London: Peter Owen Limited, 1951. Item #05062
A Fine Cosway-Style Binding by Sangorski & Sutcliffe
COSWAY-STYLE BINDING. SANGORSKI & SUTCLIFFE, binders. SAPONARO, Michele. Michelangelo. Translated from the Italian by C.J. Richards. London: Peter Owen Limited, .
First edition, second impression. Octavo (9 x 5 7/8 inches; 229 x 149 mm.). viii, -201, [1, blank] pp. Thirty-two photogravure plates (on sixteen sheets) at end.
Finely bound ca. 1951 in the Cosway-Style by Sangorski & Sutcliffe, stamp-signed in gilt on front turn-in. Full red crushed levant morocco, covers with triple-gilt borders and elaborate gilt fleurons. Front cover with a gilt metal framed, square portrait of the Virgin Mary under glass measuring 1 5/8 x 1/14 inches, set into front board. Spine with five raised bands decoratively tooled and lettered in gilt in compartments. Gilt-ruled board edges, decorative gilt turn-ins, royal blue morocco doublures, front doublure with elaborate gilt design in center, purple silk-moire end papers, all edges gilt.
Foot of spine with gilt initials "B.C.H" of Ohio collector B.C. Hoffman.
A beautiful example celebrating the life and works of the great Renaissance artist Michelangelo.
Sangorski & Sutcliffe, one of the leading bookbinders in London, was established in 1901 by Francis Sangorski (1875-1912) and George Sutcliffe (1878-1943). It is considered to be one of the most important bookbinding companies of the 20th century, famous for its luxurious jeweled bindings that used real gold and precious stones in their book covers. Here, the bindery's mastery of the Cosway-style binding is gloriously displayed.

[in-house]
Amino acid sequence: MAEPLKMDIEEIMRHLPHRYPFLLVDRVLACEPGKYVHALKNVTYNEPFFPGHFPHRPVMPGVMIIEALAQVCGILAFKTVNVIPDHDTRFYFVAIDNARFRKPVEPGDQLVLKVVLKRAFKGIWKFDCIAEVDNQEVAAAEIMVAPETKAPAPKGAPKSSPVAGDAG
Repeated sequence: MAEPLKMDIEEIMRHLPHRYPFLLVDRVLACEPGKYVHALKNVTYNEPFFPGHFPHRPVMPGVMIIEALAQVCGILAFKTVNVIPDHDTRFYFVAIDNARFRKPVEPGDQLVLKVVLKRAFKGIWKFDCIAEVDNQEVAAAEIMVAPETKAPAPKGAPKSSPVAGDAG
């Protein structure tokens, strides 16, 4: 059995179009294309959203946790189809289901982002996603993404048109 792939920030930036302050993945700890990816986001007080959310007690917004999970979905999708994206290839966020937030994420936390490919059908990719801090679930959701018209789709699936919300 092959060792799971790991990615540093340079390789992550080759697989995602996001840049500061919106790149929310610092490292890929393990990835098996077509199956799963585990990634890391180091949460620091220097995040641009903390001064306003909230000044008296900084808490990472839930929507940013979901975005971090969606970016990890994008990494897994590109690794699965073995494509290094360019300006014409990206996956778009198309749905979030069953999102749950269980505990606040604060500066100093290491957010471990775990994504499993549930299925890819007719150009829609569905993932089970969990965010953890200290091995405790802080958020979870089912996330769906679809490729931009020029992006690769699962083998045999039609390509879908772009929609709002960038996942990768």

Michele Saponaro (1885-1959) Italian writer and biographer. From its opening pages, Saponaro's biography makes a clear argument that Michelangelo was the most talented and influential artist of the Italian Renaissance. Comparing the Flight from Egypt with the artist's own birth and emigration, Saponaro urges readers to see that like Christ himself, Michelangelo was marked for greatness from the start. Drawn from humble beginnings as the son of a stone-cutter, he would develop into a master painter and sculptor, ultimately gaining the most powerful patron of all: the Pope and his Church. Richards' poetic translation captures the imagination, giving the biography an almost novelistic feel. Yet as the narrative concludes with Michelangelo's death and interment in Florence, a series of 32 photographic plates of his greatest work serve as a visible reminder of his very real place in Western history. An exceptional copy celebrating the master's life and work.